Business environment

External growth factors

In 2010, the Polish economy once again recorded good results, undisturbed by the global recession.

In 2010, global economy was marked by varied rates of growth in different geographical regions, albeit the disparities were less dramatic than in 2009, as developed economies recovered from the recession.

According to estimates released by the International Monetary Fund (IMF), in the whole 2010 global economy expanded by 4.8%, versus a contraction of 0.6% in 2009. The robust recovery was driven by strong GDP growth across key economies: 2.6% in the US, 2.8% in Japan, 1.7% in EU countries and 4.0% in Russia. In addition, the emerging economies recorded a growth of 7.1%, including 10.5% in China and 9.4% in India.

GDP growth in 2009–2011 Source: prepared in-house based on data from the IMF (October 2010)
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The actual growth in 2010 surpassed market expectations. The economy started to show signs of a recovery already in the first quarter.

GDP growth in 2009 and 2010 (change over the year) Source: prepared in-house based on data from Eurostat and the OECD (January 2011), the IMF (October 2010)
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Poland – Macroeconomic Environment

In 2010, the Polish economy performed well, continuing along a path of growth, without any setbacks of recession. The pace of GDP growth was strong, rising from quarter to quarter, to reach 4.2% (year on year) in the third quarter. The Central Statistical Office estimated Poland’s economic growth for the whole 2010 at 3.8%.

Condition of the Refinery Sector

The economic growth recorded last year around the world provided a boost to oil demand. According to estimates of the industry itself, the average demand for oil will reach in 2010 86.7 mb/d, an increase of roughly 2.5% relative to 2009 (with average consumption estimated at 84.6 mb/d)1. Oil demand grew stronger in developing countries (5.1%) than in developed ones (1.1%)2. Demand for oil reported on the European market was in excess of 15.2 mb/d in 2010, compared with less than 15.3 mb/d a year earlier 3. The consumption dynamics was negative at 0.5%.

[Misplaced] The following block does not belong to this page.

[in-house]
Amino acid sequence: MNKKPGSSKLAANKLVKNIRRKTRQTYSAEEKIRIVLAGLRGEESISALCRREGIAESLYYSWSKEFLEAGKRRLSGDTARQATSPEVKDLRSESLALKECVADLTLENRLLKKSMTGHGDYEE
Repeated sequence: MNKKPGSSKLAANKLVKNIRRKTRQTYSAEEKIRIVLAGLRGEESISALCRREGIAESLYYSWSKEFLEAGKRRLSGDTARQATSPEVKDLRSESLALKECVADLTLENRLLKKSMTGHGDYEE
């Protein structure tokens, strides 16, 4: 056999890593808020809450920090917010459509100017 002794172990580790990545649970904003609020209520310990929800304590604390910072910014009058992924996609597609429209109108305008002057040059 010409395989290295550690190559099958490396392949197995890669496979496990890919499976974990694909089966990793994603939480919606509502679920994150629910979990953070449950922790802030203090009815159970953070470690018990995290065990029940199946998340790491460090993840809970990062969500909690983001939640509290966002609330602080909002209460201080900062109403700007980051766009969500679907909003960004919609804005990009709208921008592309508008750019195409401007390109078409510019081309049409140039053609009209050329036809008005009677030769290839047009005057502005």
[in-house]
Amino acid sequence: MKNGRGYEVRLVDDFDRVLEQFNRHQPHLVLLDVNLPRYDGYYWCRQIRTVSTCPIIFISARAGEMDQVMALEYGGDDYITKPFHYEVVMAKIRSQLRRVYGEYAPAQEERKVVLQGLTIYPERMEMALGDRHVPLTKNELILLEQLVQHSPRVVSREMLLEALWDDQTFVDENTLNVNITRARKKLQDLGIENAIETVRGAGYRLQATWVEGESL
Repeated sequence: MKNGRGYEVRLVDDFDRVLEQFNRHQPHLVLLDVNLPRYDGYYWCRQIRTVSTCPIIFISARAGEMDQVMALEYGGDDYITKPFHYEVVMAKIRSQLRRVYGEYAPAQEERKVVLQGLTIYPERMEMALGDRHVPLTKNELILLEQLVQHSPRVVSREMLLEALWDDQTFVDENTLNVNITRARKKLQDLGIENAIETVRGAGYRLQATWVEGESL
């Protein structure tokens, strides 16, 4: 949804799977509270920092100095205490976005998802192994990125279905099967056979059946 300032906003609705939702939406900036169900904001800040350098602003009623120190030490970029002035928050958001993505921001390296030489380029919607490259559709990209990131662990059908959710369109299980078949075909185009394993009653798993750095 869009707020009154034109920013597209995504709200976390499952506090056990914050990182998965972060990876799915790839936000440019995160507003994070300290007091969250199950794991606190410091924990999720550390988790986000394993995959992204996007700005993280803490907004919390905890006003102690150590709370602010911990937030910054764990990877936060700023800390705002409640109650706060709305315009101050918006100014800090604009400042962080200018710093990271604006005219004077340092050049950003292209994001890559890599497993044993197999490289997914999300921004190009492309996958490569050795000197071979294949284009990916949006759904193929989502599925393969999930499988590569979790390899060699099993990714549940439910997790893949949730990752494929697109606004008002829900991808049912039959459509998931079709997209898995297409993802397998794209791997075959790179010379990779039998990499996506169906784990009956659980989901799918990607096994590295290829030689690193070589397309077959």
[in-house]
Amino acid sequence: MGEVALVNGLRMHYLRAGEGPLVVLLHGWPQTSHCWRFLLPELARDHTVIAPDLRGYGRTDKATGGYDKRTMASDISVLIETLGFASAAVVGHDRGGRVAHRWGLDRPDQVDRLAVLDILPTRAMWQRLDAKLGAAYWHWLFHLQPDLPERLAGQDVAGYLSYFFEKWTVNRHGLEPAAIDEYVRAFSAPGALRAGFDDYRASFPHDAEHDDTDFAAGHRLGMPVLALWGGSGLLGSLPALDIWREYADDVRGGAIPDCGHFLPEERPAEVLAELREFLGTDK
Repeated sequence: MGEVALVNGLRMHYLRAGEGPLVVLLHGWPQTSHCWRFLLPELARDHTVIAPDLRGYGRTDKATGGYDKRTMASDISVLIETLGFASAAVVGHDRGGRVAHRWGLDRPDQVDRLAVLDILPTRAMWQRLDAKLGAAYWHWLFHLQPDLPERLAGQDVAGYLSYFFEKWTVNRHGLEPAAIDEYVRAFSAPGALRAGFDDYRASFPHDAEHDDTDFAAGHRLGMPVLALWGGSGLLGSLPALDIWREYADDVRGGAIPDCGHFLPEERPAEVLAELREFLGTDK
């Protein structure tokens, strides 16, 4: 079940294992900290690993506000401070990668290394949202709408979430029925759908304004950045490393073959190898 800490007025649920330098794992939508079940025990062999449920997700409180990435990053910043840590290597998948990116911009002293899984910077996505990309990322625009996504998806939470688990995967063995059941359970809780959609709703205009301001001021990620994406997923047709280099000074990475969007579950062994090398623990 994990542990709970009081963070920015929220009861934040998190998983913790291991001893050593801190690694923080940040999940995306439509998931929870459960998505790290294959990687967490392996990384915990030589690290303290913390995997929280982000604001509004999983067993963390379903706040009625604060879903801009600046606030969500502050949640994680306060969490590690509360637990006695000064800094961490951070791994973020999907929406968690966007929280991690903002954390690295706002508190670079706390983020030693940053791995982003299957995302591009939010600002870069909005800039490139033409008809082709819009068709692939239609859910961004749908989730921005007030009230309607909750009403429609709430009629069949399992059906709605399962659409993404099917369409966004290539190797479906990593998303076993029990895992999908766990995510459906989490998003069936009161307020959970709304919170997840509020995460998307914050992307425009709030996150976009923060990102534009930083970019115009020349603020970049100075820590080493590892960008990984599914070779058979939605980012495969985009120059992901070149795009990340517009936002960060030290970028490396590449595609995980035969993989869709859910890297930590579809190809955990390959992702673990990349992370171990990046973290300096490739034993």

The International Energy Agency (IEA) reckons that demand for oil and refined petroleum products will continue to be driven by developing countries. Based on the IEA’s projections, an annual average growth in oil consumption in 2009–2015 will stand at 1.6% globally, with 3.6% for developing countries and -0.3% for developed countries4.

The significant economic rebound after the first quarter of 2010 was also reflected in the oil demand dynamics. In the second quarter, demand for the commodity slightly exceeded the pre-crisis level recorded in 2008.

Demand for oil (mb/d) Source: prepared in-house based on data from the EIA (January 2011)
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1 In-house calculations based data from OPEC (Monthly Oil Market Report, Jan 2011), IEA (Oil Market Report, Dec 2010), EIA (Short Term Energy Outlook, Jan 2011)
2 International Energy Agency (IEA), Dec 2010
3 Based on data from the Energy Information Administration (EIA)
4 International Energy Agency, Oil Market Report, Dec 2010

The strongest driver of refining margins in 2010 was gasoline. At the beginning of the year, its price rose and then it firmly remained the most valuable product. On the other hand, margins on diesel oil grew more slowly than expected.

Refining margins (USD/bbl) Source: International Energy Agency
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International Fuel Market5

It is estimated that in 2010 demand for refined petroleum products grew by 1.9%. Considerable increases in demand were reported for LPG (4.3%) and diesel oil (3.6%). Estimated demand for engine gasoline was slightly higher (0.4%) than in 2009. By contrast, consumption of light fuel oil fell (-2.1%). Changes in global demand for fuels were attributable to the worldwide economy’s return onto a path of growth.

Global consumption of fuels (thousand b/d) Source: prepared in-house based on data from JBC, October 2010.
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5 Based on JBC Medium-Term Oil Market Outlook 2010-2015, October 2010